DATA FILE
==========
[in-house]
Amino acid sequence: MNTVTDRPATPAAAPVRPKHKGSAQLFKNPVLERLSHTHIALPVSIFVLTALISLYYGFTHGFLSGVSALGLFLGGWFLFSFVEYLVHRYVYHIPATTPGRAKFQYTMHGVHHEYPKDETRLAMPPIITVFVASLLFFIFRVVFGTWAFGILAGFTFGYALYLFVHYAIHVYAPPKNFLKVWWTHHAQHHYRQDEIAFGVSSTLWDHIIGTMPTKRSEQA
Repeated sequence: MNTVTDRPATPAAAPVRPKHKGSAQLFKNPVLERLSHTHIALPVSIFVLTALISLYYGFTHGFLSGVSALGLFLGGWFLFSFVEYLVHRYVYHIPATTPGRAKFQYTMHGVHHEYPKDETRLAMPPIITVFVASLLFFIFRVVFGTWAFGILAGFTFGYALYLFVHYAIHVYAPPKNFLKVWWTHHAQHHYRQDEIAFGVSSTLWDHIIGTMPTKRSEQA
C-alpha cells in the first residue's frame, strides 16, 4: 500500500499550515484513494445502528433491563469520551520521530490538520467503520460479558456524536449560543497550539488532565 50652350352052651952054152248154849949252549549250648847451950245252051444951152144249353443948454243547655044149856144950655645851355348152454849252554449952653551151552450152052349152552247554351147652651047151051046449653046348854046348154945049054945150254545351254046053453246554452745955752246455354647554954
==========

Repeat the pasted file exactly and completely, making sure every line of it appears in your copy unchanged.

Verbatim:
[in-house]
Amino acid sequence: MNTVTDRPATPAAAPVRPKHKGSAQLFKNPVLERLSHTHIALPVSIFVLTALISLYYGFTHGFLSGVSALGLFLGGWFLFSFVEYLVHRYVYHIPATTPGRAKFQYTMHGVHHEYPKDETRLAMPPIITVFVASLLFFIFRVVFGTWAFGILAGFTFGYALYLFVHYAIHVYAPPKNFLKVWWTHHAQHHYRQDEIAFGVSSTLWDHIIGTMPTKRSEQA
Repeated sequence: MNTVTDRPATPAAAPVRPKHKGSAQLFKNPVLERLSHTHIALPVSIFVLTALISLYYGFTHGFLSGVSALGLFLGGWFLFSFVEYLVHRYVYHIPATTPGRAKFQYTMHGVHHEYPKDETRLAMPPIITVFVASLLFFIFRVVFGTWAFGILAGFTFGYALYLFVHYAIHVYAPPKNFLKVWWTHHAQHHYRQDEIAFGVSSTLWDHIIGTMPTKRSEQA
C-alpha cells in the first residue's frame, strides 16, 4: 500500500499550515484513494445502528433491563469520551520521530490538520467503520460479558456524536449560543497550539488532565 50652350352052651952054152248154849949252549549250648847451950245252051444951152144249353443948454243547655044149856144950655645851355348152454849252554449952653551151552450152052349152552247554351147652651047151051046449653046348854046348154945049054945150254545351254046053453246554452745955752246455354647554954